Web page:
05 July 2011
Ed. Note: My Cinema’s senior staff writer Rachael disagrees with Kelly’s thoughts on Bridesmaids (found here). So we thought we’d publish her article too, and let you decide. The last time this disparity happened we ended up with two of our most popular and most controversial articles ever (Black Swan: Loveand Hate). Read on after the jump for Rachael’s feminist take on Bridesmaids, Bad Teacher, Transformers and more.
This summer, the role of women in films has become a major narrative in the media with the success of Bad Teacher and Bridesmaids. Both films starred strong female characters who not only got more of the screen time than their male colleagues, but almost all of the laughs were independently generated by their antics. I dare anyone to watch Bridesmaids and decide upon a more outrageously funny character than Mellisa McCarthy’s Megan (whether you find the poop jokes all that funny is a matter of taste, but you can’t deny that the movie went there). And there’s absolutely no one to rival the outlandish cruelty that Diaz’s Elizabeth Halsey perpetrates on everyone in her orbit. Unlike movies like previous summer comedy champions like The Hangover*, women don’t exist in these films to set up punch lines or to provide a voice of sanity within the storm. These are women allowed to be just as absurd, funny and likable as the best Seth Rogen,Ben Stiller, or Zack Galifinakis creation.
I liked these two movies to vastly different degrees. Bridesmaid is the type of movie that I want to see a billion times, that is at once hilarious and true, and despite my need to close my eyes during a certain Bridal Shop bathroom scene, I loved every minute of it. Bad Teacheris a throw away comedy about bad people doing not so nice things and being pretty damn funny while they’re doing it. But my point has very little to do with actual critical review of either movie. My point is about the way they set free their female protagonists, and the laughs that can therefore be had by either gender.In an article for Vanity Fair in 2007, Christopher Hitchens attempted to explain “Why Women Aren’t Funny.” The article, predictably, brought about a lot of ire and a lot of press for the magazine. Even if we continue to conveniently ignore the brilliant work being done by women on the regular on shows like Parks and Recreation and 30 Rock (neither of which can be qualified as “pretty girl cute humor”), this summer seems to prove that comedy can be easily provided by the fairer sex, as long as we provide them with the same quality scripts, characterization, and opportunities as their Y-chromosomed colleagues.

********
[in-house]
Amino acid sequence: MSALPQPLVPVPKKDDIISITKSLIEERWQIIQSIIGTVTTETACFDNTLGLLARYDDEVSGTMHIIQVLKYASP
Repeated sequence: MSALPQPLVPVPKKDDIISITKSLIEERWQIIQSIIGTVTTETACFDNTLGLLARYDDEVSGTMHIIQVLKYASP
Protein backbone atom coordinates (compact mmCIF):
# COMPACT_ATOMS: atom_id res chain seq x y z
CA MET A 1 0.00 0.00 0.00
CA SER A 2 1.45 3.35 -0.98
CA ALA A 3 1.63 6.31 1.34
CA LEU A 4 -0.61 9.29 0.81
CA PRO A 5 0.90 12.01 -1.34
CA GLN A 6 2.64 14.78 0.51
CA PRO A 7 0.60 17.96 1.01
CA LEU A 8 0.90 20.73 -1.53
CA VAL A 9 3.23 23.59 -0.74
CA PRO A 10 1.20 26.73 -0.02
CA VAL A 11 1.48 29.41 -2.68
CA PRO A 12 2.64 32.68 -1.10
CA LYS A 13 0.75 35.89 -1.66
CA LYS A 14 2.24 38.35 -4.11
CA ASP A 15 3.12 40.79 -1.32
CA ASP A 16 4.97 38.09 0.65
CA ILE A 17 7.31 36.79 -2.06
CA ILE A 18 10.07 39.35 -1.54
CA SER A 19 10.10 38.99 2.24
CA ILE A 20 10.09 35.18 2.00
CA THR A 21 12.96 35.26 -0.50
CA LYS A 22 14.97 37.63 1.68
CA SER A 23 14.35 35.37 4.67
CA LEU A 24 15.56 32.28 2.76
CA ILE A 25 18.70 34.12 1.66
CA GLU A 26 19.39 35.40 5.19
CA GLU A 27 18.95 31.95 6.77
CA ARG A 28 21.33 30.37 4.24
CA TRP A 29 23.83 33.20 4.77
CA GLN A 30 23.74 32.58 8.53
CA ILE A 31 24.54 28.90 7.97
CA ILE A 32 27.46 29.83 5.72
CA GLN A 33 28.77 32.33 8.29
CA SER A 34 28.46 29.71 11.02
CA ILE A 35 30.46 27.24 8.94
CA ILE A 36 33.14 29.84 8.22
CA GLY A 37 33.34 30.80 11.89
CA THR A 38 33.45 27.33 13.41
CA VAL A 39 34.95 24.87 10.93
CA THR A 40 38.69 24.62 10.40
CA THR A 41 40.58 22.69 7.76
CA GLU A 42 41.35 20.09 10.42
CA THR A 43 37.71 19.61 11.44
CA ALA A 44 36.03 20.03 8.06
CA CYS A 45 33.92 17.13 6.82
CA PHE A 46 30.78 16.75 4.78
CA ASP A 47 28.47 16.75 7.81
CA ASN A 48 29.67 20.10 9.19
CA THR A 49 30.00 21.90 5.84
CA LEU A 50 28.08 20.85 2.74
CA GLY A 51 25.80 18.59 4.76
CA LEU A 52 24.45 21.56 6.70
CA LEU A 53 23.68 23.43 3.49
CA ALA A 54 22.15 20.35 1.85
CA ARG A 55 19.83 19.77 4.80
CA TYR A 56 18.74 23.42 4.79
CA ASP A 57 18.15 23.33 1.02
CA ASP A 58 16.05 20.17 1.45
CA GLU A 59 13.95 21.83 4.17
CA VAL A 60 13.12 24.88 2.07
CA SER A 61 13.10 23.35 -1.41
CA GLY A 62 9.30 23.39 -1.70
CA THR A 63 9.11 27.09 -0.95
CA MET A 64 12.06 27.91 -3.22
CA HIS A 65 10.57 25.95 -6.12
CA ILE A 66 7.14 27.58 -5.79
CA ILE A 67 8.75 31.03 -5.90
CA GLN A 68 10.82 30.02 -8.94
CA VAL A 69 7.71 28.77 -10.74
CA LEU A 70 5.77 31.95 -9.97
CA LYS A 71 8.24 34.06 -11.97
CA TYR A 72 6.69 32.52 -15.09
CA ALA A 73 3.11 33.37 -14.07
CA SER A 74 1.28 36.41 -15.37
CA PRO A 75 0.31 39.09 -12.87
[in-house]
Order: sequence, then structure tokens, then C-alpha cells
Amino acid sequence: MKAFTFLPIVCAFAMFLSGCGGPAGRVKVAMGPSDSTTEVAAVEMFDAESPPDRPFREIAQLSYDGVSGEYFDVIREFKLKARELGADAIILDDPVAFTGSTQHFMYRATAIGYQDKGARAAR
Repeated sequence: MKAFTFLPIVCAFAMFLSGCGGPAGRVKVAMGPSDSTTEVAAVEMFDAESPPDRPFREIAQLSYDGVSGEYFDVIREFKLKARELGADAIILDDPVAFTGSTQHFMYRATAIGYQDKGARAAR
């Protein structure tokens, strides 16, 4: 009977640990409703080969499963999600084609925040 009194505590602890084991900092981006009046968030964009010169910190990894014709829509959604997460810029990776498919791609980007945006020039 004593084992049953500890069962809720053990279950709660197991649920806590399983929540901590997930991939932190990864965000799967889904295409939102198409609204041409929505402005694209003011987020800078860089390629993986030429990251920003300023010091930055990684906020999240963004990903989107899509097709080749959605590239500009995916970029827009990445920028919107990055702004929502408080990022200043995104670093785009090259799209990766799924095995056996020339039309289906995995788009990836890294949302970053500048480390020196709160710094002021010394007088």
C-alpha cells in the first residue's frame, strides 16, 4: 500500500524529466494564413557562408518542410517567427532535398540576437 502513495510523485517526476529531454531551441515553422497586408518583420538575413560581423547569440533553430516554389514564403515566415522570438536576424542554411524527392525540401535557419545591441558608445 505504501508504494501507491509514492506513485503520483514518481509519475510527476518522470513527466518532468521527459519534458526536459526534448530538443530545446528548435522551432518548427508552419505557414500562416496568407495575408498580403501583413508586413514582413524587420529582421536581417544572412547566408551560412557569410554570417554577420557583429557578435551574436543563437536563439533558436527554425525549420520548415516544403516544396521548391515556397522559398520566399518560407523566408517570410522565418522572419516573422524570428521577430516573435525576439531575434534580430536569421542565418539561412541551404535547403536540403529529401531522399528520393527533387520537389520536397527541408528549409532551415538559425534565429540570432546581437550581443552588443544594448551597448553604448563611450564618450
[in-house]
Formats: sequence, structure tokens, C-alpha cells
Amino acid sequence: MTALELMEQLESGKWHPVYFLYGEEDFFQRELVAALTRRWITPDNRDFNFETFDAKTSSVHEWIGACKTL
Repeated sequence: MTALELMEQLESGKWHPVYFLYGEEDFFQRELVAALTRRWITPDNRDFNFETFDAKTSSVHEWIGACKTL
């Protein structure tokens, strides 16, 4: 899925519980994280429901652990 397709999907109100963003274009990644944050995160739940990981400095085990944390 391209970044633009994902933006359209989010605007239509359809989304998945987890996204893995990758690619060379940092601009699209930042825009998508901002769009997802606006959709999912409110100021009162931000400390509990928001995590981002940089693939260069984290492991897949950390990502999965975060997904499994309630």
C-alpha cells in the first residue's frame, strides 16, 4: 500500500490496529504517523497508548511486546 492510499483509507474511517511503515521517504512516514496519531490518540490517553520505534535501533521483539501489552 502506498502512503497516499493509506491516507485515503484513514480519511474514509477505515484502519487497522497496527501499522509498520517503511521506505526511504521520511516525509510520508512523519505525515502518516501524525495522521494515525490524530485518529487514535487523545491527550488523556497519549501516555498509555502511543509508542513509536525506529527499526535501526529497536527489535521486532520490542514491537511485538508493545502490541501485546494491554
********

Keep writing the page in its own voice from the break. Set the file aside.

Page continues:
In her memoir, Bossypants, Tina Fey reports being shocked at the casual sexism deployed in the writer’s room of Saturday Night Live by men who would never have dreamed of officially supporting misogyny. This type of soft sexism, in relegating women to the status of meek sex objects without a trace of agency, is a pervasive threat not only to women in the movies but to our continued advancement. Look no further than this summer’s mondo hit, Transformers: Dark Side of The Moon. The first two Transformers were no paragons of equality; in fact it’s widely rumored that Megan Fox skedaddled because she was sick of being treated as no more of a person than the cars that Sam Whitwicky continually drives into battle. In all 3 films, women were meant to be looked at, not listened to.